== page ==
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by Daniel Remulla
A TECHNICAL BREAKDOWN OF THE BENCH PRESS HAND-OFF IN POWERLIFTING
The bench press – an ultimate test of strength and one of the standard measures of masculinity and physical prowess in the gym and on the streets. Whether you’re a powerlifter, an athlete or a fitness enthusiast we’ve all benched and we can all appreciate a solid bench attempt both in the gym and on the platform.
Can you recollect the last time you hit a big bench PR, a weight you’ve had in the forefront of your conscious every waking moment of your life, or a weight you’ve been training tirelessly to achieve? Remember how invigorating it felt; the surge of excitement and relief knowing the culmination of training has finally come to fruition? Nothing quite beats it in my opinion, especially for the bench press where progress and gains come at a snail pace. However, do you remember the hand-off you received (if any) for that attempt? Do you recall how the bar felt in your hands when your spotter handed you your ticket to PR city? Most powerlifters don’t remember and often neglect to acknowledge the spotter that blessed them with a PR breaking hand-off, a role I’ve coined as the “man behind the bar”.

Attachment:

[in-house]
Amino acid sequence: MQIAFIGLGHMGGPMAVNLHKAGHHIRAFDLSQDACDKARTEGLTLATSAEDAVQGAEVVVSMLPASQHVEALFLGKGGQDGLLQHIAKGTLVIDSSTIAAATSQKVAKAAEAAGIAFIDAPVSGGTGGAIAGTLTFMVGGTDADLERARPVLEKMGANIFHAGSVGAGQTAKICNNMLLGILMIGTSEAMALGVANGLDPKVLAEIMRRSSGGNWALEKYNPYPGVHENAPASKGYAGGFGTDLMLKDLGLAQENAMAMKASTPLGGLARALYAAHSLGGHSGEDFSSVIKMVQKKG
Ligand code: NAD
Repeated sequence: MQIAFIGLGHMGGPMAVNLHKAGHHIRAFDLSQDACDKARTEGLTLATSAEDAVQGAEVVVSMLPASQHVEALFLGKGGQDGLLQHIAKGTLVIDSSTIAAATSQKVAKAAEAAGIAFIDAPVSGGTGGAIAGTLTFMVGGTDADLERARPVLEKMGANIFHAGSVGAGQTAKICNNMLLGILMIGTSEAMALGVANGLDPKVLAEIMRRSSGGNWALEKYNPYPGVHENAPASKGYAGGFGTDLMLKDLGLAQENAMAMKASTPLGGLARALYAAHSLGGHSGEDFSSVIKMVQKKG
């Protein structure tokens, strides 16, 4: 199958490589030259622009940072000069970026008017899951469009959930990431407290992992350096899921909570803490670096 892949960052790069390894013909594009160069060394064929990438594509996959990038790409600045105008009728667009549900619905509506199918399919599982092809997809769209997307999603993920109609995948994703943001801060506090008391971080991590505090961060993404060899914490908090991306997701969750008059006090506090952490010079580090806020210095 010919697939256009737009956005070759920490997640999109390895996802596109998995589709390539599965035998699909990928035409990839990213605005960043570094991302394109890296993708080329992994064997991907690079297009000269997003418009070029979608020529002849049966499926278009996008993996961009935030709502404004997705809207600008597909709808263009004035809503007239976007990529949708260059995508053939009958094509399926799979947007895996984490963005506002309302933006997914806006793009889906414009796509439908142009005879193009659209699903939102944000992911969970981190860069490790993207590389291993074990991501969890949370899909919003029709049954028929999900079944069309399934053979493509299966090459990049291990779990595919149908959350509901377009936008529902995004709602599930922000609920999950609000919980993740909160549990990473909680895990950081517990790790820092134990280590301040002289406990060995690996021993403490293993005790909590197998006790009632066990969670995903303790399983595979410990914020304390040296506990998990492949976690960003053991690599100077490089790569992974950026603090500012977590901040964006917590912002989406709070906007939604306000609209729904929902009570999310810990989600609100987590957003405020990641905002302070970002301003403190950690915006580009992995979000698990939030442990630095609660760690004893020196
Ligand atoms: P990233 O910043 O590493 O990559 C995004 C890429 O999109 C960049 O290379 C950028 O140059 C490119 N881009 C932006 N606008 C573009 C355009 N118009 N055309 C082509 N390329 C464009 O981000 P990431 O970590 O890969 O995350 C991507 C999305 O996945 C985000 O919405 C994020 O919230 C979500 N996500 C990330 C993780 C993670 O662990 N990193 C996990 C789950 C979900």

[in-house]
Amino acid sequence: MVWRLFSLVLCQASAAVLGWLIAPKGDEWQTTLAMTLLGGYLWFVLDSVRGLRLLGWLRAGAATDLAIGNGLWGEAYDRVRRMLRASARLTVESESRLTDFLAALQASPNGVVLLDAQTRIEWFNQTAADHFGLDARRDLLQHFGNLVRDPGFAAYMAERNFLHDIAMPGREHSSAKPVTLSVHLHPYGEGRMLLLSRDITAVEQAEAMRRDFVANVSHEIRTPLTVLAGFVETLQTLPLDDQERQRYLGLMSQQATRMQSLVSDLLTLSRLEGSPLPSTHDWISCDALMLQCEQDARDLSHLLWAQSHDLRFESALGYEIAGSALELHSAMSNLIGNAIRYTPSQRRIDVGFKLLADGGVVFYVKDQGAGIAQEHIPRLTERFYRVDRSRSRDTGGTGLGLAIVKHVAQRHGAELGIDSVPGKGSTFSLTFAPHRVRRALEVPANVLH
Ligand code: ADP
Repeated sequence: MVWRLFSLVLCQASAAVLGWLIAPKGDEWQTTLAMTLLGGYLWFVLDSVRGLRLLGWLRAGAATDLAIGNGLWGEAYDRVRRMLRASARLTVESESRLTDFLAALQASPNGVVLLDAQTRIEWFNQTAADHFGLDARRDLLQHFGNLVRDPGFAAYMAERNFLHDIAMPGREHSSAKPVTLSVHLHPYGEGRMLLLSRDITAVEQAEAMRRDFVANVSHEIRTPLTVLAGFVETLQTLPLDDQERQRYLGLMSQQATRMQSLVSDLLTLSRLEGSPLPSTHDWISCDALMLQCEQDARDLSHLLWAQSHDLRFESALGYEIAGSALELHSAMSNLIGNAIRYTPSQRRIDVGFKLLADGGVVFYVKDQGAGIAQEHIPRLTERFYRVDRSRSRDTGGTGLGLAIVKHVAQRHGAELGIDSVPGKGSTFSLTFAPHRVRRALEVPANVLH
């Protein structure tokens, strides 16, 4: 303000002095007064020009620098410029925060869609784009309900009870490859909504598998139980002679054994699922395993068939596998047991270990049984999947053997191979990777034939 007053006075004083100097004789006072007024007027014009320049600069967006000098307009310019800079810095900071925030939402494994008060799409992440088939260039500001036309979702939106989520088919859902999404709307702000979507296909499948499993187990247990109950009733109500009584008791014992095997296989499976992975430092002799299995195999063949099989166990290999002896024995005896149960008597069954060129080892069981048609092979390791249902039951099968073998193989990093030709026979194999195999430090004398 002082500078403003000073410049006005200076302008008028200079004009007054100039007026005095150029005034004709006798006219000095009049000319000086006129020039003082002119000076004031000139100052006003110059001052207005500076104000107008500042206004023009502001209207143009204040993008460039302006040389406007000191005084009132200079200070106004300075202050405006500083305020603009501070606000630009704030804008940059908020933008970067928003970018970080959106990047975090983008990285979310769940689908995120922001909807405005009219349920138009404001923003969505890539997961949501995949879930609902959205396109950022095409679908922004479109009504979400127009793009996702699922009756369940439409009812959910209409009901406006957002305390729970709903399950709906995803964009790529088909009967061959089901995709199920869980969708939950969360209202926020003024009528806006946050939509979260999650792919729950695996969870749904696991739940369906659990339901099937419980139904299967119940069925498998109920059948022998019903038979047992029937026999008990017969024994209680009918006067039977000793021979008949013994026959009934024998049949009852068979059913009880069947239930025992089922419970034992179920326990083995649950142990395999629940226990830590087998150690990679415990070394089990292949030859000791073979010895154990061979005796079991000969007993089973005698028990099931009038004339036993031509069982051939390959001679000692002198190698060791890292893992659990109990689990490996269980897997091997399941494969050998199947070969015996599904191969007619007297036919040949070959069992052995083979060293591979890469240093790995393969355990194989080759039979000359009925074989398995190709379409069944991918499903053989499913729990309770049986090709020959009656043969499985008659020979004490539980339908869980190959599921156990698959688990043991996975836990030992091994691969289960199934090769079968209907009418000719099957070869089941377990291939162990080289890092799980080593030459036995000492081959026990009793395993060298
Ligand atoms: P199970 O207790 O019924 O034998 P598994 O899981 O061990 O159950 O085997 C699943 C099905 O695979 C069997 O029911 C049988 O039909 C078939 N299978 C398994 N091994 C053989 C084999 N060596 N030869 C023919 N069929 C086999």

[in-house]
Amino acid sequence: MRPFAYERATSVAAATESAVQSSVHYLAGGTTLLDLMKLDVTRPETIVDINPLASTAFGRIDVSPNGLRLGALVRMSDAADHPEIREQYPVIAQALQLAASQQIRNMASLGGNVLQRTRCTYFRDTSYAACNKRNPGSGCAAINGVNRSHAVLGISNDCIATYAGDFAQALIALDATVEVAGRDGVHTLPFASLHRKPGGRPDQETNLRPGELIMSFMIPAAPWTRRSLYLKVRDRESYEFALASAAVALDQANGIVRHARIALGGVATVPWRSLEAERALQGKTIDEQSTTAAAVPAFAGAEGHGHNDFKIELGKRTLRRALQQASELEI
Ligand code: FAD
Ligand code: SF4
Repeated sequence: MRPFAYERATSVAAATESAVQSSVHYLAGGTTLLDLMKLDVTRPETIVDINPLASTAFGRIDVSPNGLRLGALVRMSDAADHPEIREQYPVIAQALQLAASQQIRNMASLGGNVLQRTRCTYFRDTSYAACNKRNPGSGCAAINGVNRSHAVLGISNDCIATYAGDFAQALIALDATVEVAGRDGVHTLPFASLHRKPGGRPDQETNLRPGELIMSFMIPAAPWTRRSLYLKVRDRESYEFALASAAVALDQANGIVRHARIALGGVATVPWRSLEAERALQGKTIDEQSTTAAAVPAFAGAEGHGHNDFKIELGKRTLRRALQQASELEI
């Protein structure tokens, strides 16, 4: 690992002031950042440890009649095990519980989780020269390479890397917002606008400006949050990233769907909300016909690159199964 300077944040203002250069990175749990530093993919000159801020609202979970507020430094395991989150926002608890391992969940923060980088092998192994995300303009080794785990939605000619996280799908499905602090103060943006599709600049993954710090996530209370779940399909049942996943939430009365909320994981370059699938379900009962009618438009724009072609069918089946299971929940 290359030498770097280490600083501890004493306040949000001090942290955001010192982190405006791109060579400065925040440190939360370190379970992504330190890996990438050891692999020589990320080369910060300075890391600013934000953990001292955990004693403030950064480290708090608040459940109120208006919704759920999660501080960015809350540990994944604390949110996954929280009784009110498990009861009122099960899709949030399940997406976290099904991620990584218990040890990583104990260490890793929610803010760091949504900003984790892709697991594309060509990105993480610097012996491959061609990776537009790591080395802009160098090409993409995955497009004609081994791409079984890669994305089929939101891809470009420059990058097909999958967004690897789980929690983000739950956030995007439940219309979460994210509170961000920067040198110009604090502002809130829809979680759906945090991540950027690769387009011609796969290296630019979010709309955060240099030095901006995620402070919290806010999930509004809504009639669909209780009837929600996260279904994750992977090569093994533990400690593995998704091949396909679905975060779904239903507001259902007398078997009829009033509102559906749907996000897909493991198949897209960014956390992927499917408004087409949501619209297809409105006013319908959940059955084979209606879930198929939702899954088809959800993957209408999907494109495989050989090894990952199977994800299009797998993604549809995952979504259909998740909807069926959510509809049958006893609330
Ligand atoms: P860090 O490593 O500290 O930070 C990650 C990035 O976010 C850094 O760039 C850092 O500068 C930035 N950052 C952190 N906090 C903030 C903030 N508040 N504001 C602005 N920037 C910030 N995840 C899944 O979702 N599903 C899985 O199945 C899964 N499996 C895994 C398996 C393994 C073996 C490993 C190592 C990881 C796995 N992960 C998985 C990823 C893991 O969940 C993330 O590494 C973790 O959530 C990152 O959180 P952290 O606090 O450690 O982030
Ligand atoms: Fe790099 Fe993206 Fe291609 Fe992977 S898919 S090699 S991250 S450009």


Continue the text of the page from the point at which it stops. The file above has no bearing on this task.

The hand-off in a powerlifting specific bench press is a crucial tool and if done properly can be a big game changer in a supra-maximal bench press attempt. Its purpose is to assist the bencher with lifting the bar from a mechanically disadvantageous position on the rack, thus conserving valuable energy, increasing overall stability and providing an optimal scenario for success. Over the 6 years of my competitive powerlifting career, I’ve come to realize the importance of a solid hand-off both in competition and in training. I’ve developed a preferred hand-off technique and procedure that allows me to easily convey it to just about anyone. Whether it be an experienced or inexperienced teammate, training partner, an individual on the platform crew or a complete stranger. This gives me the peace of mind and confidence knowing that I can comfortably handle maximal & supra-maximal loads.
In this article I’ll take you through an in-depth look into the hand-off as I discuss my views around variability in the competition bench press and how to control them, the key components of the hand-off and tips on how to be the “man behind the bar”.
Considered to be the most multivariate movement in powerlifting, the bench press can be difficult to train for and master. On the platform the bencher has to constantly adapt to 2 variables:
When attempting a bench press, you want to eliminate as much variability as possible and ensure you have maximum control over your attempt. If you have more control of the situation and can anticipate in advance each possible scenario, your probability of success will be significantly higher. So how do you accomplish this when you have zero control over which chief referee and platform volunteer you get at your meet? Simple, you plan in advance.